Here’s why this question is so important.  We gravitate toward people we respect.  We try to emulate their strengths and live according to their morals.  If kids can grow up developing an awareness of the kind of people they respect and if they know why they respect those qualities, they’ll have an easier time (1) navigating future opportunities, (2) making friends with beliefs they support and (3) accepting the differences of others.

Through respecting others we choose the people we rely on as guideposts.  Let’s help kids identify those guideposts.

For younger kiddos try asking: What do you like about ______? (insert friend’s name)

Remember, the objective isn’t to influence who children respect, it’s to instill in them an awareness of their values as it applies to their relationships.

Let me know what they come up with!



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Emotions vs. Moods

In the new book I’m reading Love 2.0: How Our Supreme Emotion Affects Everything We Feel, Think, Do, and Become author Barbara Fredrickson, Ph.D. reminds readers that emotions are fleeting, temporary experiences.  This triggered me to dig deeper into how emotions are measured.  I found interesting research that explained the distinction between emotions and moods.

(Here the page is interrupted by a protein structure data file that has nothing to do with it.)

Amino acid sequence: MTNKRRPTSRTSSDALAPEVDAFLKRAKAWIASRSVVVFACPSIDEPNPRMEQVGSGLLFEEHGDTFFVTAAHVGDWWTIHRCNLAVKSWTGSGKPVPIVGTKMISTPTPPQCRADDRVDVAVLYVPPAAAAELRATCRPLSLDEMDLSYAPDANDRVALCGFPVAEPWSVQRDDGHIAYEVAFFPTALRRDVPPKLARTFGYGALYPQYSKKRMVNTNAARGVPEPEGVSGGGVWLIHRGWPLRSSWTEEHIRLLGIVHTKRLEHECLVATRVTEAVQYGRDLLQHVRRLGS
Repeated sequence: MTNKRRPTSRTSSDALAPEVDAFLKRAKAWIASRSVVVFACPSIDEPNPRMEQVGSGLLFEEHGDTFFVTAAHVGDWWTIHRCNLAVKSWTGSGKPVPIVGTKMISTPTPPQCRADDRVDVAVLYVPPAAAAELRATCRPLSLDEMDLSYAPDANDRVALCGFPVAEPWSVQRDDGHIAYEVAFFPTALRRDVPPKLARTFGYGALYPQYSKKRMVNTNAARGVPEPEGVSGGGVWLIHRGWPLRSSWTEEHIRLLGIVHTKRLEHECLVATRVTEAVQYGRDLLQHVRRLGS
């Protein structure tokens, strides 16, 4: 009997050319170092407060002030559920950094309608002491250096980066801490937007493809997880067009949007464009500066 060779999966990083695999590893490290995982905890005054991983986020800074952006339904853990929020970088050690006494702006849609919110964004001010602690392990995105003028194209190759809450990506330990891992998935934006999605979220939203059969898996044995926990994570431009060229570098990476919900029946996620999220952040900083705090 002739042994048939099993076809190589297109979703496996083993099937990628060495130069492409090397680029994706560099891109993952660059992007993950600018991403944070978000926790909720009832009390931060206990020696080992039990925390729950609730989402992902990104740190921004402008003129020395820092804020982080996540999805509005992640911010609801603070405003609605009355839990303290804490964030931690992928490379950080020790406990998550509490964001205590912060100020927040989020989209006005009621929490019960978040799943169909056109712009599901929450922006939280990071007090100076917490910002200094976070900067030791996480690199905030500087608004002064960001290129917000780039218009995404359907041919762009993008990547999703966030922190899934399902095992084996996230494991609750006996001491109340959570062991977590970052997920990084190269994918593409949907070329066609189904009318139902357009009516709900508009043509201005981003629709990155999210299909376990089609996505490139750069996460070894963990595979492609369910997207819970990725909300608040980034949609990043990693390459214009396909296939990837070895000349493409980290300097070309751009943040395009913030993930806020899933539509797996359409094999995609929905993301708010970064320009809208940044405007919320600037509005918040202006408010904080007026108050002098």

Emotions are discrete experiences triggered by an identifiable event which consist of three parts:

  1. A psychopysiological expression (how we react verbally/our thoughts)
  2. A biological reaction (how our body reacts)
  3. A mental state (how we process in light of our emotions)

Moods are less well defined.  They are considered a mental state which can occur without a trigger and can last an indefinite period of time.  If you’ve ever woken up on the wrong side of the bed,  you’ve experienced a “mood“.

Another difference: emotions can occur simultaneously.  Moods, on the other hand, are experienced in sequence.  Typically, we have to conclude experiencing one mood to move into another – consider those days you are just “in a funk”.

So, as educators, what can we do with this information?  First, let’s explain this to our students.  Let’s give them the appropriate vocabulary with which they can explain their experiences.  Then, let’s listen to them.

Once we can all distinguish between a mood and an emotion, we can take better care of one another.  Personally, I feel lighter knowing that emotions are temporary.  No matter how challenging, I know they will pass.

On the other hand, with an understanding of these differences, I can now communicate with my students in a way that sets their expectations.

When I explain that I am in a sad mood, they will know that this (1) has nothing to do with them and (2) might last a while.  Likewise, when they come to me with that explanation, I can tailor my approach to them to support what they are experiencing.

Imagine how these words could change student-to-student interactions!

What do you think?  Have you ever discussed with your students how you are feeling?  How did they respond?